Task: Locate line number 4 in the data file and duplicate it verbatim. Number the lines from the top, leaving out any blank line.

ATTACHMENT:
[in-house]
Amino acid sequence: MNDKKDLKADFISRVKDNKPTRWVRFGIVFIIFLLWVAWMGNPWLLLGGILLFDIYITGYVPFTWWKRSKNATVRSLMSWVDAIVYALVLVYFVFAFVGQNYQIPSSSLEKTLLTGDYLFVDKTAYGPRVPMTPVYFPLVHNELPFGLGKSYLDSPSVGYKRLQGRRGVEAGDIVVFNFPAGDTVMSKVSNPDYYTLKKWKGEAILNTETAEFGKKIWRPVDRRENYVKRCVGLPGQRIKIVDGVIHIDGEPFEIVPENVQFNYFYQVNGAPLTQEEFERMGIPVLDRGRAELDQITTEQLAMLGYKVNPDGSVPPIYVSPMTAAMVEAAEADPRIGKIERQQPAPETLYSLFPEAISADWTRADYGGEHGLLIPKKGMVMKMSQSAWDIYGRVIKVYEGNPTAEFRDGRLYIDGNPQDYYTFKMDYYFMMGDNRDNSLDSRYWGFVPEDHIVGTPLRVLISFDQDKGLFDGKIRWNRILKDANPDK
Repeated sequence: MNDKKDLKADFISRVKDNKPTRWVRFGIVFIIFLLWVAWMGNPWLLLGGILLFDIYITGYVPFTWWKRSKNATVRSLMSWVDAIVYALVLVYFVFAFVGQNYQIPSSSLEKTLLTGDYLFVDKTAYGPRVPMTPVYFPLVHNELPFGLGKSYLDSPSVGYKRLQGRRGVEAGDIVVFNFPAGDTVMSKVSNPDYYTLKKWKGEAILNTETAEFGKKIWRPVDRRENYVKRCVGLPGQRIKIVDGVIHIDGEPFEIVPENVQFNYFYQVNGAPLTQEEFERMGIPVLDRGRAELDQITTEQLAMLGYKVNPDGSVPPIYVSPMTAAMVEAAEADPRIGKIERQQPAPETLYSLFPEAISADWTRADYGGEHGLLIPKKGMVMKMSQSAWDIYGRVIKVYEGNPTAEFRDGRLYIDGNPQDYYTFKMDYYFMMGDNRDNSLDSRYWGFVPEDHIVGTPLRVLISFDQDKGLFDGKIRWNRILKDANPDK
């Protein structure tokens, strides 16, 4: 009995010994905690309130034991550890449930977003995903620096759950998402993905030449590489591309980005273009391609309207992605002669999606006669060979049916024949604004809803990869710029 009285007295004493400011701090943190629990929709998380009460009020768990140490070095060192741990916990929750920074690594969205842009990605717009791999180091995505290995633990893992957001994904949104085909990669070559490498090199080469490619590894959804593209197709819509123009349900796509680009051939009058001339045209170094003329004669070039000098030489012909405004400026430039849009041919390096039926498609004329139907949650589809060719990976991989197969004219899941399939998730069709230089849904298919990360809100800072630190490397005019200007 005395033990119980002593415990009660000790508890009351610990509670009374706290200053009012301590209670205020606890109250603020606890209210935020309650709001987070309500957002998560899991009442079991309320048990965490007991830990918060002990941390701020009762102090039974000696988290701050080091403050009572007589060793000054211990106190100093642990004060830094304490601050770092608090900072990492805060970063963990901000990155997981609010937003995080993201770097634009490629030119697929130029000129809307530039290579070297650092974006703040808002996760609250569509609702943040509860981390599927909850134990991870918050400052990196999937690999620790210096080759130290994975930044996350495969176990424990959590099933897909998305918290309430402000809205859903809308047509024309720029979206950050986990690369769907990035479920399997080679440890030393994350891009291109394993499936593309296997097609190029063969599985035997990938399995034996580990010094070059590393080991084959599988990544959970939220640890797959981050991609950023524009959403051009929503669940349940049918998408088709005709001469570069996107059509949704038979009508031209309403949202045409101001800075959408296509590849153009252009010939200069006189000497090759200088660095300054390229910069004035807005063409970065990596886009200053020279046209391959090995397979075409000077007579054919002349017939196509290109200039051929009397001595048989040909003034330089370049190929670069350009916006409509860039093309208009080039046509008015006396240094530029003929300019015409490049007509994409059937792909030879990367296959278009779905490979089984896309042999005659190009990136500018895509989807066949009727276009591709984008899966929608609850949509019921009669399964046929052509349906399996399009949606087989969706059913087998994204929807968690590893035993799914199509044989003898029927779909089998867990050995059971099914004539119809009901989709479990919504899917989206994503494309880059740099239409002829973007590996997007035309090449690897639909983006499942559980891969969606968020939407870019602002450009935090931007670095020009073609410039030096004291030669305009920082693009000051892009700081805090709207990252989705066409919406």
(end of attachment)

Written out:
């Protein structure tokens, strides 16, 4: 009995010994905690309130034991550890449930977003995903620096759950998402993905030449590489591309980005273009391609309207992605002669999606006669060979049916024949604004809803990869710029 009285007295004493400011701090943190629990929709998380009460009020768990140490070095060192741990916990929750920074690594969205842009990605717009791999180091995505290995633990893992957001994904949104085909990669070559490498090199080469490619590894959804593209197709819509123009349900796509680009051939009058001339045209170094003329004669070039000098030489012909405004400026430039849009041919390096039926498609004329139907949650589809060719990976991989197969004219899941399939998730069709230089849904298919990360809100800072630190490397005019200007 005395033990119980002593415990009660000790508890009351610990509670009374706290200053009012301590209670205020606890109250603020606890209210935020309650709001987070309500957002998560899991009442079991309320048990965490007991830990918060002990941390701020009762102090039974000696988290701050080091403050009572007589060793000054211990106190100093642990004060830094304490601050770092608090900072990492805060970063963990901000990155997981609010937003995080993201770097634009490629030119697929130029000129809307530039290579070297650092974006703040808002996760609250569509609702943040509860981390599927909850134990991870918050400052990196999937690999620790210096080759130290994975930044996350495969176990424990959590099933897909998305918290309430402000809205859903809308047509024309720029979206950050986990690369769907990035479920399997080679440890030393994350891009291109394993499936593309296997097609190029063969599985035997990938399995034996580990010094070059590393080991084959599988990544959970939220640890797959981050991609950023524009959403051009929503669940349940049918998408088709005709001469570069996107059509949704038979009508031209309403949202045409101001800075959408296509590849153009252009010939200069006189000497090759200088660095300054390229910069004035807005063409970065990596886009200053020279046209391959090995397979075409000077007579054919002349017939196509290109200039051929009397001595048989040909003034330089370049190929670069350009916006409509860039093309208009080039046509008015006396240094530029003929300019015409490049007509994409059937792909030879990367296959278009779905490979089984896309042999005659190009990136500018895509989807066949009727276009591709984008899966929608609850949509019921009669399964046929052509349906399996399009949606087989969706059913087998994204929807968690590893035993799914199509044989003898029927779909089998867990050995059971099914004539119809009901989709479990919504899917989206994503494309880059740099239409002829973007590996997007035309090449690897639909983006499942559980891969969606968020939407870019602002450009935090931007670095020009073609410039030096004291030669305009920082693009000051892009700081805090709207990252989705066409919406």